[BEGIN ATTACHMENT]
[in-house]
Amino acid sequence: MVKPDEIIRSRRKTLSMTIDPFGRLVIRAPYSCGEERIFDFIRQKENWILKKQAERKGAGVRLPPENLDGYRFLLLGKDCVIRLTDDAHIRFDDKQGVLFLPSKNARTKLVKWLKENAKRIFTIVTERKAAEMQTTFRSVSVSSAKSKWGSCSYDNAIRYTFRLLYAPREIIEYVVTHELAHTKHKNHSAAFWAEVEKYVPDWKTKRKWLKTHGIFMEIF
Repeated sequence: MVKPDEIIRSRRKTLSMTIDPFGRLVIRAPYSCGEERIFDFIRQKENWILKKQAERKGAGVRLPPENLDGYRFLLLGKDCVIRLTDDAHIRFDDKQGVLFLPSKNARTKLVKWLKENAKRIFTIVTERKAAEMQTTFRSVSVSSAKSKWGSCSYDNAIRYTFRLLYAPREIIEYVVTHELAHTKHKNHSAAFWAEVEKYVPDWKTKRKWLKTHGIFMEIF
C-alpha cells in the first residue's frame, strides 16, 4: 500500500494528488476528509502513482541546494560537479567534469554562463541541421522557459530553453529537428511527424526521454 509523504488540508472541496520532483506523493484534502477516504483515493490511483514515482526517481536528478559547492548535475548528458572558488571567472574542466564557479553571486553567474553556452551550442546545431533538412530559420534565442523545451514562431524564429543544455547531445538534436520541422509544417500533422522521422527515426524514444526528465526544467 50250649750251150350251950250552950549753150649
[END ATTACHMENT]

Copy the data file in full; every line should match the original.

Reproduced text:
[in-house]
Amino acid sequence: MVKPDEIIRSRRKTLSMTIDPFGRLVIRAPYSCGEERIFDFIRQKENWILKKQAERKGAGVRLPPENLDGYRFLLLGKDCVIRLTDDAHIRFDDKQGVLFLPSKNARTKLVKWLKENAKRIFTIVTERKAAEMQTTFRSVSVSSAKSKWGSCSYDNAIRYTFRLLYAPREIIEYVVTHELAHTKHKNHSAAFWAEVEKYVPDWKTKRKWLKTHGIFMEIF
Repeated sequence: MVKPDEIIRSRRKTLSMTIDPFGRLVIRAPYSCGEERIFDFIRQKENWILKKQAERKGAGVRLPPENLDGYRFLLLGKDCVIRLTDDAHIRFDDKQGVLFLPSKNARTKLVKWLKENAKRIFTIVTERKAAEMQTTFRSVSVSSAKSKWGSCSYDNAIRYTFRLLYAPREIIEYVVTHELAHTKHKNHSAAFWAEVEKYVPDWKTKRKWLKTHGIFMEIF
C-alpha cells in the first residue's frame, strides 16, 4: 500500500494528488476528509502513482541546494560537479567534469554562463541541421522557459530553453529537428511527424526521454 509523504488540508472541496520532483506523493484534502477516504483515493490511483514515482526517481536528478559547492548535475548528458572558488571567472574542466564557479553571486553567474553556452551550442546545431533538412530559420534565442523545451514562431524564429543544455547531445538534436520541422509544417500533422522521422527515426524514444526528465526544467 50250649750251150350251950250552950549753150649